“Gateway” was partially funded through private donations and a grant from the AT&T Foundation.
“A Seat at the Table” in Shawnee Mission Park
Kirsten Taylor, a multimedia artist and a student in the masters of fine arts program at the University of Kansas, started in JCPRD’s new Art and Natural Resources Residency on Aug. 1 and will continue in the project through October. The residency includes a four-week immersion experience with the JCPRD Natural Resources team in Shawnee Mission Park, the creation of an ephemeral temporary art piece, an artist-led workshop and talk back, and a community outreach project.
“A Seat at the Table” is the title of Taylor’s artistic response to the effects of invasive species. The artist constructed a table with triangular tiles made of local clay that was harvested from Shawnee Mission Park, each featuring an impression of a plant from the tallgrass prairie region that flourishes when the invasive species, such as bush honeysuckle, is removed.
“I hope that members of our community will consider our relationship to nature in a deeper way from Taylors’ work, gain a greater understanding about invasive species in our region, and their harm to our ecosystem,” Mong said of the installation. “I also hope our patrons will gain a greater sense of responsibility for the care and preservation of our green spaces and what they mean to our collective physical and mental health. Lastly, I hope our community will gain a greater understanding of how art can serve as a powerful tool to illustrate, inspire, and educate our community around the beauty and essential nature of parks and natural spaces in our community, and their role in creating a resilient community.”
“A Seat at the Table” is located approximately 0.2 miles from the trailhead along the Orange Trail. The section of the Orange Trail leading to the artwork is an unpaved, natural, surface with uneven terrain and occasional roots. The trail is a maximum of three feet wide and follows a 30-foot incline going towards the artwork.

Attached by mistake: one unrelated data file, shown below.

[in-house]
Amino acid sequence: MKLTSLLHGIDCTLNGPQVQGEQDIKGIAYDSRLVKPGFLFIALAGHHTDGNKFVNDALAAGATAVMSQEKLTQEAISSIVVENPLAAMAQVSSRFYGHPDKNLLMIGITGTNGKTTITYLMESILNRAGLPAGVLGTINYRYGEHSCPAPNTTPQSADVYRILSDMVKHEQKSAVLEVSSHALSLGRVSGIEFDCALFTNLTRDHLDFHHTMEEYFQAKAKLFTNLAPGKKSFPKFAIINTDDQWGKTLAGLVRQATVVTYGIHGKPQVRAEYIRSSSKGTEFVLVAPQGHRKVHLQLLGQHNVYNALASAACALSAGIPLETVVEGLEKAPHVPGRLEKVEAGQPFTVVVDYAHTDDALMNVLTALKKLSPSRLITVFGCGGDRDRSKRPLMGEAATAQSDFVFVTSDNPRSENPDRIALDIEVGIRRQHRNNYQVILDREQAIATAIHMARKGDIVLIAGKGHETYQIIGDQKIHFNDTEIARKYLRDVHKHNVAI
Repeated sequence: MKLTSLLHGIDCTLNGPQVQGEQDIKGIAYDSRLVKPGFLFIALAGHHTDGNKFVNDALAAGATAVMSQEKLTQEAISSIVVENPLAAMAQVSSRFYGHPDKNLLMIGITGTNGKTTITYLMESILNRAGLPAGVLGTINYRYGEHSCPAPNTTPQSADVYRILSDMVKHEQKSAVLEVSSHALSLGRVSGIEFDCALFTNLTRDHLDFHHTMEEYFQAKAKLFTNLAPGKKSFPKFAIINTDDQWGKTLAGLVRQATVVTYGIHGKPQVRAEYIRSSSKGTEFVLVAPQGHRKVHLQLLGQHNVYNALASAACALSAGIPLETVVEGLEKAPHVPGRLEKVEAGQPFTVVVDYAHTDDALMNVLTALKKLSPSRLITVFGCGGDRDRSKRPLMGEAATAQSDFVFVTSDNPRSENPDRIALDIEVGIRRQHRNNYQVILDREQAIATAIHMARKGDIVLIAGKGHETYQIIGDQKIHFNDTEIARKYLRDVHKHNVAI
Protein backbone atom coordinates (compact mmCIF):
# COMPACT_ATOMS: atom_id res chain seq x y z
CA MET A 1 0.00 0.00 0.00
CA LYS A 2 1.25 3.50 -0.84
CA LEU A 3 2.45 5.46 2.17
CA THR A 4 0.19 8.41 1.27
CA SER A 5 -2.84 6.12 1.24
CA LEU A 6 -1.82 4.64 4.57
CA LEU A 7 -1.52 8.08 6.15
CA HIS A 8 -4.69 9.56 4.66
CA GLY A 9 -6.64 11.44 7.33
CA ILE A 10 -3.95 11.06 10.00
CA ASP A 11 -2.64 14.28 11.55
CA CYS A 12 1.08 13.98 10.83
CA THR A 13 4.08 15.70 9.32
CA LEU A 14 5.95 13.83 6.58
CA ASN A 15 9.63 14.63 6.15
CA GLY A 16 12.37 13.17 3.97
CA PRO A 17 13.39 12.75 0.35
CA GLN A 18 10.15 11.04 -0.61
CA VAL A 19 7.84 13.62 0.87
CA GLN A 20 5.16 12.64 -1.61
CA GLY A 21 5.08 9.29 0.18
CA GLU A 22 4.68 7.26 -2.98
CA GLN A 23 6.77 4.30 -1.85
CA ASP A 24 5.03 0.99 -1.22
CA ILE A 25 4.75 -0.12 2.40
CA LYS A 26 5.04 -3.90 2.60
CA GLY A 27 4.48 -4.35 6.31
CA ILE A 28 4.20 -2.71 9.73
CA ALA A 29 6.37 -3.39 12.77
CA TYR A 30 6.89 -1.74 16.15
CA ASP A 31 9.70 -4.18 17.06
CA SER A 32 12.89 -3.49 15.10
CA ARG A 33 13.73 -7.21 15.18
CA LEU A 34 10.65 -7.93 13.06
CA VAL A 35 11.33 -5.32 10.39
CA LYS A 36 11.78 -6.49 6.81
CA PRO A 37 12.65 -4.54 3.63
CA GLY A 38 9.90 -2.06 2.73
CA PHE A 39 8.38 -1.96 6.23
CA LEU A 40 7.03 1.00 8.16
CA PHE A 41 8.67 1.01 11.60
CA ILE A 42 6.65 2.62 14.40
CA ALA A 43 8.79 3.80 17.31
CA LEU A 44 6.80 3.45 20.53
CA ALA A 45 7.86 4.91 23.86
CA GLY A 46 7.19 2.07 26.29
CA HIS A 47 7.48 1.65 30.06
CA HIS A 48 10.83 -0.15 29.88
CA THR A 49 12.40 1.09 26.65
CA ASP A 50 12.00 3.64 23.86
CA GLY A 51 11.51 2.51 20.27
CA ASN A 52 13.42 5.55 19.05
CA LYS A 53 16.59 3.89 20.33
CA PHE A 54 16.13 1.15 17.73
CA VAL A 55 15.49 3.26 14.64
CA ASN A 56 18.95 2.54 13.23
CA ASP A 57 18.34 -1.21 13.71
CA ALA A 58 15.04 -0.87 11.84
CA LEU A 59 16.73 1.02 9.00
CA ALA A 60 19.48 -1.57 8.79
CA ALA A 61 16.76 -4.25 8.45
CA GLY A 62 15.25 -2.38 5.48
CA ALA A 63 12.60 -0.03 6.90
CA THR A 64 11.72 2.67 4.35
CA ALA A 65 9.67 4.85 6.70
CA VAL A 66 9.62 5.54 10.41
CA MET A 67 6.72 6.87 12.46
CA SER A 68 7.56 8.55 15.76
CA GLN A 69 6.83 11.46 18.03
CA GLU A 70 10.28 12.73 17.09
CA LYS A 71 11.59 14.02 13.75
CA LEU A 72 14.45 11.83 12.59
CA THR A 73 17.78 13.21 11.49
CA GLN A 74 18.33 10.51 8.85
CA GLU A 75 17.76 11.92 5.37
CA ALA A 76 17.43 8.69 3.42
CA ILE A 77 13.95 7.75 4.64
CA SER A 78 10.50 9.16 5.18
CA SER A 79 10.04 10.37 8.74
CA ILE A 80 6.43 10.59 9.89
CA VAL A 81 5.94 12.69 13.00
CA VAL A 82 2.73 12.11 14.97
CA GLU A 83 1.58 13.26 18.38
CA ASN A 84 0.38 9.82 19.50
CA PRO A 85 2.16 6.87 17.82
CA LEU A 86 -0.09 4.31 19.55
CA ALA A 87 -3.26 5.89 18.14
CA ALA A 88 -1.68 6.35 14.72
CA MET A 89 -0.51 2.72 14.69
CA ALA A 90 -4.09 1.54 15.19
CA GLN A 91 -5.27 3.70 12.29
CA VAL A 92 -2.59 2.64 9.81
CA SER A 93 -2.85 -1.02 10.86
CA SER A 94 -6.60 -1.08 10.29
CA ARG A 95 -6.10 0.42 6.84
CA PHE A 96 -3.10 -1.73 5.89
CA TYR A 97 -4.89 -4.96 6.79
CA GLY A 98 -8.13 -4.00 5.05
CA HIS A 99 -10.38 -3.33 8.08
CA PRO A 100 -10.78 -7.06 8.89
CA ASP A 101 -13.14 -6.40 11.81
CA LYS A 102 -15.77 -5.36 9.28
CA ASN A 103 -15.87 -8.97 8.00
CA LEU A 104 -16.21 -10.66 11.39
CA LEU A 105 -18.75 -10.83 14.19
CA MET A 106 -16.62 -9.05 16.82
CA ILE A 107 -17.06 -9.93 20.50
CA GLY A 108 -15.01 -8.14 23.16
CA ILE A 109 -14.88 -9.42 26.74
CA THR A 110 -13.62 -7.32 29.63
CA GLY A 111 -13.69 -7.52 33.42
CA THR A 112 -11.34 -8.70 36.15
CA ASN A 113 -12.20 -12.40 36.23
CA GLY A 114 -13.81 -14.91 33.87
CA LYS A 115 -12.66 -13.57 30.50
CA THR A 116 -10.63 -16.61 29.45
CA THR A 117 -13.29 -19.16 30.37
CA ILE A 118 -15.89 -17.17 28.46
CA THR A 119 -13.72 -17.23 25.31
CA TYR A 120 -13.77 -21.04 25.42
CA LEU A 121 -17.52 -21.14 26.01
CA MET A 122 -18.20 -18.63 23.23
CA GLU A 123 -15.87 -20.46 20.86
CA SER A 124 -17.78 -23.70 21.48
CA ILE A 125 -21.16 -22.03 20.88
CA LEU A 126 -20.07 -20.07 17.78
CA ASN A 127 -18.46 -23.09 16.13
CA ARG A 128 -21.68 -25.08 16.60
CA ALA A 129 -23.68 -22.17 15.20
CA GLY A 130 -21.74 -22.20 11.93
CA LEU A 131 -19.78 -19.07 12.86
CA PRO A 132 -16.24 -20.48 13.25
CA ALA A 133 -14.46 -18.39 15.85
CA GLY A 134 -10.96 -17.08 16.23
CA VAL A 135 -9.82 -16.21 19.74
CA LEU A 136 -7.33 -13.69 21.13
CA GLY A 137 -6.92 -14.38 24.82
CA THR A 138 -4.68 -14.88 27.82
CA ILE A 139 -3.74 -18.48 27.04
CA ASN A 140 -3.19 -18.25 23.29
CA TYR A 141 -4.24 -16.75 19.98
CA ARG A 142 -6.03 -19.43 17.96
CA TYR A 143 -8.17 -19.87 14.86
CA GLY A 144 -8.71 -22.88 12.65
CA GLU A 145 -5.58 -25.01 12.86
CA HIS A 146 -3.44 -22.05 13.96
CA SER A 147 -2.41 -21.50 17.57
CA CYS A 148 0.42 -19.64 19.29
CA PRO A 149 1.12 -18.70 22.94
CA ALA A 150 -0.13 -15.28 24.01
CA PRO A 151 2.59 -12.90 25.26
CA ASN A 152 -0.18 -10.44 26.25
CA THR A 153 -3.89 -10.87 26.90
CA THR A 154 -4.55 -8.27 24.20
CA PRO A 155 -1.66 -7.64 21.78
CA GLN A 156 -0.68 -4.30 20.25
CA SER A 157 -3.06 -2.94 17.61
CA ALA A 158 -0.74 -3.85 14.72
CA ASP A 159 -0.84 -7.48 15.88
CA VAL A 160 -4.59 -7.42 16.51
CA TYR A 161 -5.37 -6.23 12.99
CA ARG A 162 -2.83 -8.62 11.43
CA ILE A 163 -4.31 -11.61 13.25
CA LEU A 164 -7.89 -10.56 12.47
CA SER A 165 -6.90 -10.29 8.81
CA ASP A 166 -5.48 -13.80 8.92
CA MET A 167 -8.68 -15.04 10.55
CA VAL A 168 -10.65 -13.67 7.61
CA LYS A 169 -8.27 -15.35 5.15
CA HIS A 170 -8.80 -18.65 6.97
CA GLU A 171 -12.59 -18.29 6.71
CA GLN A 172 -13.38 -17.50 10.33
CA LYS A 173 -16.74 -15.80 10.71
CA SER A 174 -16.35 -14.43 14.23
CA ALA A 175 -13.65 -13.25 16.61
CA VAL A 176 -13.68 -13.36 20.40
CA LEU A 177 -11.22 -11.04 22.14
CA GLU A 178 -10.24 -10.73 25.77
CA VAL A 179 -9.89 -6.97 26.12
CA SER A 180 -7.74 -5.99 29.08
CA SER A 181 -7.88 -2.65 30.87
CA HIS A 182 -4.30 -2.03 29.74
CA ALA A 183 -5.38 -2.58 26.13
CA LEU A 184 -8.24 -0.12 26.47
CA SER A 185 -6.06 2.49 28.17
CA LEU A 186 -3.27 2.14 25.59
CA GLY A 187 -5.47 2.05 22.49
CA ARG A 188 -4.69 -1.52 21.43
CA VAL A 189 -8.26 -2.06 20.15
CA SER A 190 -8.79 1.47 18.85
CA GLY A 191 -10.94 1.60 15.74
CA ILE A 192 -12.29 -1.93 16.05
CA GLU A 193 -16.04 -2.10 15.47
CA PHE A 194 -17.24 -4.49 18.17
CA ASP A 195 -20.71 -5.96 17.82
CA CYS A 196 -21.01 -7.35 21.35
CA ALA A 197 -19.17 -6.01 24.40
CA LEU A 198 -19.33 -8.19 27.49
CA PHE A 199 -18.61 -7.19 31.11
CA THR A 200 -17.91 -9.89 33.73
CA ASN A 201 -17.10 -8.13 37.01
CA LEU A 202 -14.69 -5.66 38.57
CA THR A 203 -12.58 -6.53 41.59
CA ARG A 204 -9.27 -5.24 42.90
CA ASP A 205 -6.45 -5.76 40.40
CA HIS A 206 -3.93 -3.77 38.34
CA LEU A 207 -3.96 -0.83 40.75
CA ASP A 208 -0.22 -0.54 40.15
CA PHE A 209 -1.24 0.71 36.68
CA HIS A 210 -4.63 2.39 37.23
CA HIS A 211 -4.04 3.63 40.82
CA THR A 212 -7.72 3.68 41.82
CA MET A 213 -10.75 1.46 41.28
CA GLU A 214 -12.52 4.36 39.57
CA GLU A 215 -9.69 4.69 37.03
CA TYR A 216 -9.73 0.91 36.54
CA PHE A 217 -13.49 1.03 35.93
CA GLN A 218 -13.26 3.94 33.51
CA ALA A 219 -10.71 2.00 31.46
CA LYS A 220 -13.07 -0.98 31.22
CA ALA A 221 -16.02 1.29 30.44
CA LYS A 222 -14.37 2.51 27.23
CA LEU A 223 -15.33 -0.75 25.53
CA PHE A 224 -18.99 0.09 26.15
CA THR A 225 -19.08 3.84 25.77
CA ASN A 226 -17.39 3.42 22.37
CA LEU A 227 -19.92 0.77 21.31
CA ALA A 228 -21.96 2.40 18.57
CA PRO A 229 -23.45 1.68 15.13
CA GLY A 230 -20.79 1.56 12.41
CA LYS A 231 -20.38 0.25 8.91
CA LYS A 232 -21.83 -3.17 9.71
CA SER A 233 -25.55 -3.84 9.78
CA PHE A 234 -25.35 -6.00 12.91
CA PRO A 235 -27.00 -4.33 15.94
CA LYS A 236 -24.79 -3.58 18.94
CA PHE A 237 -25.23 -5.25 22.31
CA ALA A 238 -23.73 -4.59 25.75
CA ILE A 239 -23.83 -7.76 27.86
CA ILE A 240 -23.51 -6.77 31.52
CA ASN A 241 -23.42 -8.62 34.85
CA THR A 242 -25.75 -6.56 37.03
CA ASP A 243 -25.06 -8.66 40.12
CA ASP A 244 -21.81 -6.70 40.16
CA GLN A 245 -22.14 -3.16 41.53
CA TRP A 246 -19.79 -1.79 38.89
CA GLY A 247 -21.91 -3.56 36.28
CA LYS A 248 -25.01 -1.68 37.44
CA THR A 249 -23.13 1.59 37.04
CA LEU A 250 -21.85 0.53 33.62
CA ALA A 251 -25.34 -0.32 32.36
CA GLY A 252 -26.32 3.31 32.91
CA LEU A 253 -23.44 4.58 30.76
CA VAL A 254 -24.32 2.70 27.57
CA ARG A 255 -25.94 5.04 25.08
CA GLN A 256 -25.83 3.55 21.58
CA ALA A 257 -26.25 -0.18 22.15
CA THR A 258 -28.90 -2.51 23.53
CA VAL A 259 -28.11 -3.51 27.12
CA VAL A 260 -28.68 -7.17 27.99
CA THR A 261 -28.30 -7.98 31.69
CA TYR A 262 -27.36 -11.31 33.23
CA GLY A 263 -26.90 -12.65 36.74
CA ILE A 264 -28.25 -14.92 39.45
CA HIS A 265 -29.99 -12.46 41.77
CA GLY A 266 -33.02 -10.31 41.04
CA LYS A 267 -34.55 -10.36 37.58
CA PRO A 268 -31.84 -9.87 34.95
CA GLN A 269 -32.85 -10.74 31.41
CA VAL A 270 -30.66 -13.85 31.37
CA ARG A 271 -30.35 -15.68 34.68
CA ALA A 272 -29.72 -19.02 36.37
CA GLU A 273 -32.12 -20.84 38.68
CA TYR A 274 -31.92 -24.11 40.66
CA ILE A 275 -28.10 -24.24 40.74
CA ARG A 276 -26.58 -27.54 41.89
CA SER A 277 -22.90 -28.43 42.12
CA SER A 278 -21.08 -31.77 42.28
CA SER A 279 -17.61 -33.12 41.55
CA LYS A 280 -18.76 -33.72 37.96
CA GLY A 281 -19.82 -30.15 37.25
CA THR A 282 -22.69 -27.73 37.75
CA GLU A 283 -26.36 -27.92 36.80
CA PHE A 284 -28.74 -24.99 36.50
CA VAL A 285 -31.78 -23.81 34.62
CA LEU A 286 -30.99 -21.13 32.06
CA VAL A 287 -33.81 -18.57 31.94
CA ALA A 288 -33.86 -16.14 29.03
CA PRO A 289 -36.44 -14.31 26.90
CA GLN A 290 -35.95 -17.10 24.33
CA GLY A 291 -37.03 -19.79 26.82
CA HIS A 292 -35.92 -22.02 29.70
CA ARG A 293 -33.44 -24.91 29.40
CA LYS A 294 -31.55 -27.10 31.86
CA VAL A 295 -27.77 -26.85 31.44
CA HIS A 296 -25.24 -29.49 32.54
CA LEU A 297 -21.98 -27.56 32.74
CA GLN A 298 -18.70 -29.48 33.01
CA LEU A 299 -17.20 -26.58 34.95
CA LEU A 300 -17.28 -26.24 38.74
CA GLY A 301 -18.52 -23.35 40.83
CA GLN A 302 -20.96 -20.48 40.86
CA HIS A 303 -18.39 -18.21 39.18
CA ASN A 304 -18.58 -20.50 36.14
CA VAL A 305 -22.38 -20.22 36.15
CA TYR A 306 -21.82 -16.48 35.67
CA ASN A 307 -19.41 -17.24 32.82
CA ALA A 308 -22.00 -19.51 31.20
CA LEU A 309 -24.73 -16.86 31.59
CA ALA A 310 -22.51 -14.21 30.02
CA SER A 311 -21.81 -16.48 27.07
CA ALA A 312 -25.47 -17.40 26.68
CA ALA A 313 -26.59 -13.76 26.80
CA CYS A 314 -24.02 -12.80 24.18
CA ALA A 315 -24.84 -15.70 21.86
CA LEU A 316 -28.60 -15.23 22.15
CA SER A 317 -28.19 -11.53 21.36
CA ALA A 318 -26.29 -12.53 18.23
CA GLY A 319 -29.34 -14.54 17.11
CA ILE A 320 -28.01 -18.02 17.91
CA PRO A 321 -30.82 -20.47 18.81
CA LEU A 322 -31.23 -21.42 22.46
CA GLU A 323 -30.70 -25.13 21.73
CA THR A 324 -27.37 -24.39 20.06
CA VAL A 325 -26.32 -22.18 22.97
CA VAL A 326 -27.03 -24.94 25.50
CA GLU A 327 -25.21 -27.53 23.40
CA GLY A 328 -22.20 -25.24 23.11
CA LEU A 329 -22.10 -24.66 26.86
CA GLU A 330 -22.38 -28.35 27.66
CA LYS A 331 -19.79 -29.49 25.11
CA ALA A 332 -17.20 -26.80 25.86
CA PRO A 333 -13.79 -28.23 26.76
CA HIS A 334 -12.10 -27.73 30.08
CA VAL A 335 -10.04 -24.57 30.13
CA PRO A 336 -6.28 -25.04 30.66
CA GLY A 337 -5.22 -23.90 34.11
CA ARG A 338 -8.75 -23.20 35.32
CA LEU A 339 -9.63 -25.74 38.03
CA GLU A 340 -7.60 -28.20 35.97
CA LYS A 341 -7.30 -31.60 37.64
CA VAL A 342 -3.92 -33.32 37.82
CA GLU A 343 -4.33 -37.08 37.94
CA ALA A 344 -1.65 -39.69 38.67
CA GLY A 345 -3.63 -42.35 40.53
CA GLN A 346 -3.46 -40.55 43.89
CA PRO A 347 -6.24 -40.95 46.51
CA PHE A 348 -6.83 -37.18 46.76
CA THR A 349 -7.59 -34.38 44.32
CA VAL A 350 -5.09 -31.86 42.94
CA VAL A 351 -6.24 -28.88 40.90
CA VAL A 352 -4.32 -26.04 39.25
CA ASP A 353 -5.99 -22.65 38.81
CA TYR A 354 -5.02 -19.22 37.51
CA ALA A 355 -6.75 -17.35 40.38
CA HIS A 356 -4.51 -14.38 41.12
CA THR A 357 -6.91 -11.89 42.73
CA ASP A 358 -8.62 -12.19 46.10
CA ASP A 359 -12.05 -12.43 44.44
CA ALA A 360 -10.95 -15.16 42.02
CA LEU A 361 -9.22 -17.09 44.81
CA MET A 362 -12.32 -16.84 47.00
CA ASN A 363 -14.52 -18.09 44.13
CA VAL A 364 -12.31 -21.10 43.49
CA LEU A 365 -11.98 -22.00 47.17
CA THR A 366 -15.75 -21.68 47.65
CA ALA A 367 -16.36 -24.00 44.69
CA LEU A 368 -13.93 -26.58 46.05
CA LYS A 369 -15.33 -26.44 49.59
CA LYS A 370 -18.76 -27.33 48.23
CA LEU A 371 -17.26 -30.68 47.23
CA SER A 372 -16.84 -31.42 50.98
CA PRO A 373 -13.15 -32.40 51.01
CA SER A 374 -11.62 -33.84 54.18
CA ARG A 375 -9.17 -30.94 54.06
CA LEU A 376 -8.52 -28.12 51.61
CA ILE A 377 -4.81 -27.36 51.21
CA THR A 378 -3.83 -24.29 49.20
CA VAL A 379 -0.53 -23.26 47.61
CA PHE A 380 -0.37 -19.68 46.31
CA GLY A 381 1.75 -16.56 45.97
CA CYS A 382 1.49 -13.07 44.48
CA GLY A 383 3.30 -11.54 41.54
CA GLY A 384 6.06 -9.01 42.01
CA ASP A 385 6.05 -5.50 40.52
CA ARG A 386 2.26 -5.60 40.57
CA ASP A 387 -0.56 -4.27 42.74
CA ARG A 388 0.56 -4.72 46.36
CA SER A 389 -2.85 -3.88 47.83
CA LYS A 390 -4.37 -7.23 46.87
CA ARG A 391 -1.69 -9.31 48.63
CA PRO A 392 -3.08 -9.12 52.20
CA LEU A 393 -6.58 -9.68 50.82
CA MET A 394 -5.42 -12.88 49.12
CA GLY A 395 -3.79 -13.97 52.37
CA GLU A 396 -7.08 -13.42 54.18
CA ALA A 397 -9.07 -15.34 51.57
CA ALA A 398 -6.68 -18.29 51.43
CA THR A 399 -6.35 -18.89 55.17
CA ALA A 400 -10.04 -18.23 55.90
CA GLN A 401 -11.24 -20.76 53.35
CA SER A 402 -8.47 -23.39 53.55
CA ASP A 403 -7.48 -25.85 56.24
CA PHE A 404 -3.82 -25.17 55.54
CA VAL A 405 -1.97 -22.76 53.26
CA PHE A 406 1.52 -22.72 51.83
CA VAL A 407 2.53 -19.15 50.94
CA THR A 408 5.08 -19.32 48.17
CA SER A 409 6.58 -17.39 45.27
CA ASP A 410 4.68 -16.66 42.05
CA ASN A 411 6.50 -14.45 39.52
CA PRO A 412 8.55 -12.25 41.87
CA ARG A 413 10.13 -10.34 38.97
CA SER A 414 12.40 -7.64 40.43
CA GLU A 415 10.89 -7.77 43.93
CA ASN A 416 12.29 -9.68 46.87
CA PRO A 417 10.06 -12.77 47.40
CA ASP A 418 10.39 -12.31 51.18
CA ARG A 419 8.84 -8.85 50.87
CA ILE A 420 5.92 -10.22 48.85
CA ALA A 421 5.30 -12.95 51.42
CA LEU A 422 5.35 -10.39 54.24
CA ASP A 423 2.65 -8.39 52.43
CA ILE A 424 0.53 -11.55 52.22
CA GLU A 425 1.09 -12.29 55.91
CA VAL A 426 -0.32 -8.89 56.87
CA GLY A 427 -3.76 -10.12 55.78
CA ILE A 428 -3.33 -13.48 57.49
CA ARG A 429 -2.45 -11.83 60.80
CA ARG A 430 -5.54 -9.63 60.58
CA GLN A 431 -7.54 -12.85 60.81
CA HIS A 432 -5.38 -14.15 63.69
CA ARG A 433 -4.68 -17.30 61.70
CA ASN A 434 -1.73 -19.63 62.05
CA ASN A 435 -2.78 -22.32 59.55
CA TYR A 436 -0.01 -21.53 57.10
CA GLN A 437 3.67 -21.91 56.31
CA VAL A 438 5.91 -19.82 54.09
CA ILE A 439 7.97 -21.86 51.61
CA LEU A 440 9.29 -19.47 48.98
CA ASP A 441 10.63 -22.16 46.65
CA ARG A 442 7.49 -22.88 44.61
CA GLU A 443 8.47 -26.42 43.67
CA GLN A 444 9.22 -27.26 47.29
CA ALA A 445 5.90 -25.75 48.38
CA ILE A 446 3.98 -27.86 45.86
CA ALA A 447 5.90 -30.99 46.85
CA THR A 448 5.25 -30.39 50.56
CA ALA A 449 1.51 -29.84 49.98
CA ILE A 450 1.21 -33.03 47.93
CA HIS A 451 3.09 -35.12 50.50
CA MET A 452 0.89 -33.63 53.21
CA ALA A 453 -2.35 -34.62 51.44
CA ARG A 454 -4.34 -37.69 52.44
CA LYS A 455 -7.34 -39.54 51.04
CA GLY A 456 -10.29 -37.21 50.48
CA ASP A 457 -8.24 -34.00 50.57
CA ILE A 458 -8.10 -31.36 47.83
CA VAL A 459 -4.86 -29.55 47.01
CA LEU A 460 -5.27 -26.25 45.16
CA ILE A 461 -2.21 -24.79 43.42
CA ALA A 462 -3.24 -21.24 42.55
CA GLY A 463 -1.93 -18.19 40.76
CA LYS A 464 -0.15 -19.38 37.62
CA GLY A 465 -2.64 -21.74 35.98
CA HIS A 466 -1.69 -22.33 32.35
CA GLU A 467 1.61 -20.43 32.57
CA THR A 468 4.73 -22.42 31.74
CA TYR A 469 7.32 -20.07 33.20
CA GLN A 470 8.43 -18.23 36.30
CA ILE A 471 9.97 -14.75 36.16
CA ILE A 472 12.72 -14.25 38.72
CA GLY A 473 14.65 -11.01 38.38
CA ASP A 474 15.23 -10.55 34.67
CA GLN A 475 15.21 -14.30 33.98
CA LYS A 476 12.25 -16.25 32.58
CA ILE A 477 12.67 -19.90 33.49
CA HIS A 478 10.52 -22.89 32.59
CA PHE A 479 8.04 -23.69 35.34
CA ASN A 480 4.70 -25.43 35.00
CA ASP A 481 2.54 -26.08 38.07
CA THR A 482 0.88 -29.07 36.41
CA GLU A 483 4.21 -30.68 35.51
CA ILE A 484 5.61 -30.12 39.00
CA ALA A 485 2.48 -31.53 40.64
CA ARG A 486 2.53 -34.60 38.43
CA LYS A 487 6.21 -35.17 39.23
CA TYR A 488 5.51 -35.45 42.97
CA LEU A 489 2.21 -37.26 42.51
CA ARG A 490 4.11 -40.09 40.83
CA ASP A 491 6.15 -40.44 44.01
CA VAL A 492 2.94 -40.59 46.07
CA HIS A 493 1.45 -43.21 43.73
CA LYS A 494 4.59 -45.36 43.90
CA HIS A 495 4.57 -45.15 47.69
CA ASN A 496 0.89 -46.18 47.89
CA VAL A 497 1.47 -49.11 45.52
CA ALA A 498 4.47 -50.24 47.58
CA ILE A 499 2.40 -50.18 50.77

An indoor and fully-accessible exhibit featuring photography telling the story of the process of the making and intent behind “A Seat at The Table,” as well as recreations of the ceramic components will be located at the Johnson County Arts & Heritage Center for the life of the artwork. A video tour of the trail walk to the piece will also be available online. Find updated information on the indoor exhibit at JCPRD.com/1209/Art-Exhibits.
Another public aspect of the art residency is an Artist Walk and Plein Air Art Workshop with Kirsten Taylor for ages 16 and older, which will take on Saturday, Oct. 22, at Shawnee Mission Park’s Shelter #3. After a walk with the artist to “A Seat at the Table,” workshop participants will get a chance to create their own artwork using natural inks made by Taylor from materials found in the park. The natural inks, paint brushes, and pencils will be provided, but participants are encouraged to bring their own drawing boards, paper, and drawing materials, as well as portable seating. This two-hour program is free, but space is limited and preregistration is required. Learn more information and register online.
The 2022 art residency project was generously supported by the Kansas Creative Arts Industries Commission through a grant. JCPRD looks forward to opening up a second annual artist in residence opportunity later this year which will focus on prairie restoration in the spring and summer months of 2023.
The JCPRD public art program depends on private support to continue this great work, and welcomes funding partners that are passionate about art, nature, and the powerful intersection of these two things in order to evoke a sense of wonder and care for parks and natural spaces. For more information visit JCPRD.com/1683/Meadowbrook-Park-Public-Art-Project.